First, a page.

I can’t discount these opinions that people may have. While these same people may agree that NHibernate is the most fully-featured ORM out there, for them it is not the ORM that will make them the most successful. I know a lot of people in this camp and they are not stupid people and they aren’t too lazy to learn NHibernate. It’s just that NHibernate did not lead them into the pit of success.

The fact is that most developers that are going to be using tools like NHibernate are your common, average, everyday developer — not bad developers by any stretch of the imagination, but they’re not as smart as the really smart people. I’m certainly not saying that we should sacrifice functionality and good design patterns to make things easier to use. I just think that more effort should be spent on making sure that average developers can figure out how to use something correctly, whether through documentation, good examples, or coming up with easier ways to do things. Really smart people don’t need these things to be successful with these tools, but the average developer will benefit immensely.

For me, this is what Fluent NHibernate did for NHibernate – it abstracted away a lot of what was difficult about NHibernate. Recently I’ve been able to use it on a project and it totally turned the tables. Now I get the power of NHibernate but I can use conventions to auto-wire my mappings, and the mappings are all in code instead of in XML. For me this is a huge deal. Now I get the power of NHibernate and I’m not stuck doing all of the crap that slowed me down before.

Another example of this is the reams and reams of documentation that the Microsoft patterns & practices team has written up for writing secure applications with WCF. WCF is very complex and powerful, but Microsoft did not leave us hanging and wrote up what to do in almost every scenario imaginable. They didn’t just give us a tool, they gave us what we needed to be successful with it.

We need more stuff like this.

LINQ to SQL talk stuff

Posted on February 29, 2008

Here is the sample project from my talk at the Columbus .NET Users’ Group last night. If you open the project, you’ll notice a Northwind.sql file. This is my modified version of the Northwind database (I had to add a timestamp column to the Employees table to get it to cooperate with LINQ to SQL).

Like I mentioned yesterday, if you’re new to LINQ to SQL, a great place to start is Scott Guthrie’s series of blog posts on LINQ to SQL. Here they are:

Part 1: Introduction to LINQ to SQL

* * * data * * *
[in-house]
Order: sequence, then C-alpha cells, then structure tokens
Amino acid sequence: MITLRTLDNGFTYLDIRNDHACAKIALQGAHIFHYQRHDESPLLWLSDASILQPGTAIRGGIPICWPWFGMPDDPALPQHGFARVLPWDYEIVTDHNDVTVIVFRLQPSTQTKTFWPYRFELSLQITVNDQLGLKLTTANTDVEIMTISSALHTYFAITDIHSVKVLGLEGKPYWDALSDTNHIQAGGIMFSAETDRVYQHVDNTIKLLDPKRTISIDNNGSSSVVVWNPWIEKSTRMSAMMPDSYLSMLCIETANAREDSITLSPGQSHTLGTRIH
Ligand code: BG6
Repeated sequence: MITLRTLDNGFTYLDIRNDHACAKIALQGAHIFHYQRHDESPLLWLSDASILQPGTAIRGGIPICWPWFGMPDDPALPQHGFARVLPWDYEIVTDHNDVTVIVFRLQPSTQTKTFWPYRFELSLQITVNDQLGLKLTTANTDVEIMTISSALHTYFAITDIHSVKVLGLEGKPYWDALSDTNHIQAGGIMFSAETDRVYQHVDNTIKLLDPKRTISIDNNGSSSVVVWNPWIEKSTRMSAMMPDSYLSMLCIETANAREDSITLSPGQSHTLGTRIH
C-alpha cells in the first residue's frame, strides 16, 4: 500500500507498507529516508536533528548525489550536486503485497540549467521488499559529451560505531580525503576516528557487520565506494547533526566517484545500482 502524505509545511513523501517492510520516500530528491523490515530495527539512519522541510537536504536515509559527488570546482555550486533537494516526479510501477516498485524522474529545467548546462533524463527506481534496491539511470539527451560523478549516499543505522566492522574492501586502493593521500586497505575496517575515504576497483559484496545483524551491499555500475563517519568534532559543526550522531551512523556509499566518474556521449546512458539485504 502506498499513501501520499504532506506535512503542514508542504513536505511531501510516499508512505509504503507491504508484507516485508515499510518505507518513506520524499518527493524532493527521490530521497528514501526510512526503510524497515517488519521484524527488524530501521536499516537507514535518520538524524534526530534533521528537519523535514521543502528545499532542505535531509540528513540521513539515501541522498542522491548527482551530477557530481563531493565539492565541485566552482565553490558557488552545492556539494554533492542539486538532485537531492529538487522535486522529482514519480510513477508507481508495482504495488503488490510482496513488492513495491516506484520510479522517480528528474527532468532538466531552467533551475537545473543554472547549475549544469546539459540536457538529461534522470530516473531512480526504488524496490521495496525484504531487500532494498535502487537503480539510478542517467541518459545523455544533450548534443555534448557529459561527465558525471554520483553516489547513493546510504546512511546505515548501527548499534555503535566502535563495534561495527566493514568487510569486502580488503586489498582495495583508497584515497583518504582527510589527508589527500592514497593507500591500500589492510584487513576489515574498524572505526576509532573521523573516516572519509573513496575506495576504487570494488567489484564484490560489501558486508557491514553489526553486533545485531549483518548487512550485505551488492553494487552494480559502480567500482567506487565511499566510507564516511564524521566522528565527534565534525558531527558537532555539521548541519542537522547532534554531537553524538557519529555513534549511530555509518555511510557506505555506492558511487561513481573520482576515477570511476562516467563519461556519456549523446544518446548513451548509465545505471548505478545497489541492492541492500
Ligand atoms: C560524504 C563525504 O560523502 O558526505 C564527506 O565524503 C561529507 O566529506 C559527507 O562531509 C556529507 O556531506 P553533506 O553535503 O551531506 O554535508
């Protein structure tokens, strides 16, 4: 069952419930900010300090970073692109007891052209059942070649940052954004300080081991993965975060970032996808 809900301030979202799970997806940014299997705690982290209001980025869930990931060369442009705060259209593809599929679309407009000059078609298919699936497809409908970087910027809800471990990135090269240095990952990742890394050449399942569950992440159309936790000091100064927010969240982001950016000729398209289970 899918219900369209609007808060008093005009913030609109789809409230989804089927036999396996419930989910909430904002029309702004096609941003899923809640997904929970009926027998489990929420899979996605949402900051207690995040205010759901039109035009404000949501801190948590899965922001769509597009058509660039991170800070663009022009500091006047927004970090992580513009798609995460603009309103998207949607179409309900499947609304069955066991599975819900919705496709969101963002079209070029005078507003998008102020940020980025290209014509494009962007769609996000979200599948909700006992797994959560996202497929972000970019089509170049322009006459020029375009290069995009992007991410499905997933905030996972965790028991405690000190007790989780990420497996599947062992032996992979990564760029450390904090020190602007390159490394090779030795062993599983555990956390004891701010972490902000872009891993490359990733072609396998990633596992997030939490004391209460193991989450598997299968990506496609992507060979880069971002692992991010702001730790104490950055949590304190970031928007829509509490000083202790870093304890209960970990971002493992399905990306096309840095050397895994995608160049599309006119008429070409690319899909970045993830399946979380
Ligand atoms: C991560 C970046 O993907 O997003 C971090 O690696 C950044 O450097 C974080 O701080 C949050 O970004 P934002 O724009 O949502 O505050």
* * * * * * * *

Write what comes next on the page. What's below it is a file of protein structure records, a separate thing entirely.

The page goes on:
Part 2: Defining our Data Model Classes
Part 3: Querying our Database
Part 4: Updating our Database
Part 5: Binding UI using the ASP:LinqDataSource Control
Part 6: Retrieving Data Using Stored Procedures
Part 7: Updating our Database using Stored Procedures
Part 8: Executing Custom SQL Expressions
Part 9: Using a Custom LINQ Expression with the <asp:LinqDatasource> control

LINQ to SQL In Disconnected/N-Tier scenarios: Saving an Object

Posted on February 10, 2008

LINQ to SQL is a great tool, but when you’re using it in an n-tier scenario, there are several problems that you have to solve. A simple example is a web service that allows you to retrieve a record of data and save a record of data when the object that you are loading/saving had child lists of objects. Here are some of the problems that you have to solve:

1) How can you create these web services without having to create a separate set of entity objects (that is, we want to use the entity objects that the LINQ to SQL designer generates for us)?
2) What do we have to do to get LINQ to SQL to work with entities passed in through web services?
3) How do you create these loading/saving web services while keeping the amount of data passed across the wire to a minimum?

I created a sample project using the Northwind sample database. The first thing to do is to create your .dbml file and then drag tables from the Server Explorer onto the design surface. I have something that looks like this:


I’m also going to click on blank space in the design surface, go to the Properties window, and set the SerializationMode to Unidirectional. This will put the [DataContract] and [DataMember] attributes on the designer-generated entity objects so that they can be used in WCF services.


Now I’ll create some web services that look something like this:

public class EmployeeService
	public Employee GetEmployee(int employeeId)
		NorthwindDataContext dc = new NorthwindDataContext();